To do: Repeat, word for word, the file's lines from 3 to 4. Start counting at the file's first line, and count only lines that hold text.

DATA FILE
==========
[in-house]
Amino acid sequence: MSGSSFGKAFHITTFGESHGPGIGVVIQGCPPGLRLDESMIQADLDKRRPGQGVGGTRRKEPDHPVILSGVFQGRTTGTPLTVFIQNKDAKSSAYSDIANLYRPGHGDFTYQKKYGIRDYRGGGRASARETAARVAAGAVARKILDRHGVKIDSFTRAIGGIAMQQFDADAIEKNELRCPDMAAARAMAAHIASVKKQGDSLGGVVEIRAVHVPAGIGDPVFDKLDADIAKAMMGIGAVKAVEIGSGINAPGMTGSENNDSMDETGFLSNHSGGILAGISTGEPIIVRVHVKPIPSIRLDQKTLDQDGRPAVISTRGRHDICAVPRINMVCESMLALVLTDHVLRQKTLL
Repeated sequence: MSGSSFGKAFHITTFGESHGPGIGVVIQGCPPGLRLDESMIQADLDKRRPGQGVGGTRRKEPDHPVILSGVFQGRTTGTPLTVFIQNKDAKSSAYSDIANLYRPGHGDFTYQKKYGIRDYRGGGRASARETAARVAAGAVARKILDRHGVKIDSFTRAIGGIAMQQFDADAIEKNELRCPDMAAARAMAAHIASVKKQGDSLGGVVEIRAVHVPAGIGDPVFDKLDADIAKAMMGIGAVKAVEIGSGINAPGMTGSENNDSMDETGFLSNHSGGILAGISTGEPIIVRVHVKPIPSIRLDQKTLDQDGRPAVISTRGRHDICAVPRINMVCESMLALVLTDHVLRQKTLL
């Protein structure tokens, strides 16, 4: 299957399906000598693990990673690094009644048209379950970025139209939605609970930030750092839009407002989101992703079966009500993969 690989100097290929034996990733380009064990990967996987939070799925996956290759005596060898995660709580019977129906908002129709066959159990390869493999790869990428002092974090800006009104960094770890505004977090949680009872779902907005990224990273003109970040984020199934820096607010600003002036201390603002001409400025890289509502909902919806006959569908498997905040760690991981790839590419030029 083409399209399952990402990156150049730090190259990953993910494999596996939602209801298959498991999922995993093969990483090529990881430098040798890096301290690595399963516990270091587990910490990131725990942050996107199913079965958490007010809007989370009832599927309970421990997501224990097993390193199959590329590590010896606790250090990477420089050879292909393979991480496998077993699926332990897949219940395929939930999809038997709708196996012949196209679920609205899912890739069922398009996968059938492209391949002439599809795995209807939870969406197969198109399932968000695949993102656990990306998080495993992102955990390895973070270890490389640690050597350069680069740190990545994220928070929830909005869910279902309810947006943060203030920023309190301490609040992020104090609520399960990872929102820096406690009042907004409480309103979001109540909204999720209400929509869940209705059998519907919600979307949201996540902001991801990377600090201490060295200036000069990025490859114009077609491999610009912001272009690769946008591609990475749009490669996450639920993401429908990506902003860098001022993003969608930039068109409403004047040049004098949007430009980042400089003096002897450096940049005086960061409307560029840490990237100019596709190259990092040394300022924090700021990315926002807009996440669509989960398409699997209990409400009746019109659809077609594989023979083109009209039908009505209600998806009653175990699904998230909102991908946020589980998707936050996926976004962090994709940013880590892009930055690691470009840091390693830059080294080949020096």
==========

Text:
Repeated sequence: MSGSSFGKAFHITTFGESHGPGIGVVIQGCPPGLRLDESMIQADLDKRRPGQGVGGTRRKEPDHPVILSGVFQGRTTGTPLTVFIQNKDAKSSAYSDIANLYRPGHGDFTYQKKYGIRDYRGGGRASARETAARVAAGAVARKILDRHGVKIDSFTRAIGGIAMQQFDADAIEKNELRCPDMAAARAMAAHIASVKKQGDSLGGVVEIRAVHVPAGIGDPVFDKLDADIAKAMMGIGAVKAVEIGSGINAPGMTGSENNDSMDETGFLSNHSGGILAGISTGEPIIVRVHVKPIPSIRLDQKTLDQDGRPAVISTRGRHDICAVPRINMVCESMLALVLTDHVLRQKTLL
């Protein structure tokens, strides 16, 4: 299957399906000598693990990673690094009644048209379950970025139209939605609970930030750092839009407002989101992703079966009500993969 690989100097290929034996990733380009064990990967996987939070799925996956290759005596060898995660709580019977129906908002129709066959159990390869493999790869990428002092974090800006009104960094770890505004977090949680009872779902907005990224990273003109970040984020199934820096607010600003002036201390603002001409400025890289509502909902919806006959569908498997905040760690991981790839590419030029 083409399209399952990402990156150049730090190259990953993910494999596996939602209801298959498991999922995993093969990483090529990881430098040798890096301290690595399963516990270091587990910490990131725990942050996107199913079965958490007010809007989370009832599927309970421990997501224990097993390193199959590329590590010896606790250090990477420089050879292909393979991480496998077993699926332990897949219940395929939930999809038997709708196996012949196209679920609205899912890739069922398009996968059938492209391949002439599809795995209807939870969406197969198109399932968000695949993102656990990306998080495993992102955990390895973070270890490389640690050597350069680069740190990545994220928070929830909005869910279902309810947006943060203030920023309190301490609040992020104090609520399960990872929102820096406690009042907004409480309103979001109540909204999720209400929509869940209705059998519907919600979307949201996540902001991801990377600090201490060295200036000069990025490859114009077609491999610009912001272009690769946008591609990475749009490669996450639920993401429908990506902003860098001022993003969608930039068109409403004047040049004098949007430009980042400089003096002897450096940049005086960061409307560029840490990237100019596709190259990092040394300022924090700021990315926002807009996440669509989960398409699997209990409400009746019109659809077609594989023979083109009209039908009505209600998806009653175990699904998230909102991908946020589980998707936050996926976004962090994709940013880590892009930055690691470009840091390693830059080294080949020096």